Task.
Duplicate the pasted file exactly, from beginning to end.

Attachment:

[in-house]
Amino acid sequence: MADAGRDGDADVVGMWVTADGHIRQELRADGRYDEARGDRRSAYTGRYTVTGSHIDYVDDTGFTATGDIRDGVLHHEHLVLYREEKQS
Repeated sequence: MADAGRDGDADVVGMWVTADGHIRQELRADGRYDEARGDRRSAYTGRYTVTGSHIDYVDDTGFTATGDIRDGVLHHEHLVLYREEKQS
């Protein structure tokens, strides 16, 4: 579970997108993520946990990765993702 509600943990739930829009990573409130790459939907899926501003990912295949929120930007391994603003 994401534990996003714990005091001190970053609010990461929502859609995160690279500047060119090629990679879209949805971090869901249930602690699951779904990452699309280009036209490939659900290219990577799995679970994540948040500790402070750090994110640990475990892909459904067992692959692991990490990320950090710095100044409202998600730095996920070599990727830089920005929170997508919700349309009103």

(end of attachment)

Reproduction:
[in-house]
Amino acid sequence: MADAGRDGDADVVGMWVTADGHIRQELRADGRYDEARGDRRSAYTGRYTVTGSHIDYVDDTGFTATGDIRDGVLHHEHLVLYREEKQS
Repeated sequence: MADAGRDGDADVVGMWVTADGHIRQELRADGRYDEARGDRRSAYTGRYTVTGSHIDYVDDTGFTATGDIRDGVLHHEHLVLYREEKQS
């Protein structure tokens, strides 16, 4: 579970997108993520946990990765993702 509600943990739930829009990573409130790459939907899926501003990912295949929120930007391994603003 994401534990996003714990005091001190970053609010990461929502859609995160690279500047060119090629990679879209949805971090869901249930602690699951779904990452699309280009036209490939659900290219990577799995679970994540948040500790402070750090994110640990475990892909459904067992692959692991990490990320950090710095100044409202998600730095996920070599990727830089920005929170997508919700349309009103």